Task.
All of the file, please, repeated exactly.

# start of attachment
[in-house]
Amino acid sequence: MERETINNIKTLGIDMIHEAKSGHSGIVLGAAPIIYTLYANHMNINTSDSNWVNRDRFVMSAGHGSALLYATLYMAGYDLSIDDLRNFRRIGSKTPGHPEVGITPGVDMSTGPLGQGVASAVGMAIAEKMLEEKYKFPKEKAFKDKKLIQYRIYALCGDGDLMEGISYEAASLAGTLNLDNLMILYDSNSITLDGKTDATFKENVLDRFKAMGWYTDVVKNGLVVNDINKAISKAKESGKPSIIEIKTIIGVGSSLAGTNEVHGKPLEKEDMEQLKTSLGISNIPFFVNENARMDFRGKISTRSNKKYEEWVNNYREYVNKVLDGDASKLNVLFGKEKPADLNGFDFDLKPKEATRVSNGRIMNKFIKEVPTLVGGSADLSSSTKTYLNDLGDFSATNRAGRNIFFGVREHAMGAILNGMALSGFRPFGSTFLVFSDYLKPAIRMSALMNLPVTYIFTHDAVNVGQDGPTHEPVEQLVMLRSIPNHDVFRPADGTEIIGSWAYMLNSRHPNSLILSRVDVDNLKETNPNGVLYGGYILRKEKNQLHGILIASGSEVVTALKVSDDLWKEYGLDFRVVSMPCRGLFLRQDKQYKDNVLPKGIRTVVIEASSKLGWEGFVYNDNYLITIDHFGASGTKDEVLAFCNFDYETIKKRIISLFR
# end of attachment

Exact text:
[in-house]
Amino acid sequence: MERETINNIKTLGIDMIHEAKSGHSGIVLGAAPIIYTLYANHMNINTSDSNWVNRDRFVMSAGHGSALLYATLYMAGYDLSIDDLRNFRRIGSKTPGHPEVGITPGVDMSTGPLGQGVASAVGMAIAEKMLEEKYKFPKEKAFKDKKLIQYRIYALCGDGDLMEGISYEAASLAGTLNLDNLMILYDSNSITLDGKTDATFKENVLDRFKAMGWYTDVVKNGLVVNDINKAISKAKESGKPSIIEIKTIIGVGSSLAGTNEVHGKPLEKEDMEQLKTSLGISNIPFFVNENARMDFRGKISTRSNKKYEEWVNNYREYVNKVLDGDASKLNVLFGKEKPADLNGFDFDLKPKEATRVSNGRIMNKFIKEVPTLVGGSADLSSSTKTYLNDLGDFSATNRAGRNIFFGVREHAMGAILNGMALSGFRPFGSTFLVFSDYLKPAIRMSALMNLPVTYIFTHDAVNVGQDGPTHEPVEQLVMLRSIPNHDVFRPADGTEIIGSWAYMLNSRHPNSLILSRVDVDNLKETNPNGVLYGGYILRKEKNQLHGILIASGSEVVTALKVSDDLWKEYGLDFRVVSMPCRGLFLRQDKQYKDNVLPKGIRTVVIEASSKLGWEGFVYNDNYLITIDHFGASGTKDEVLAFCNFDYETIKKRIISLFR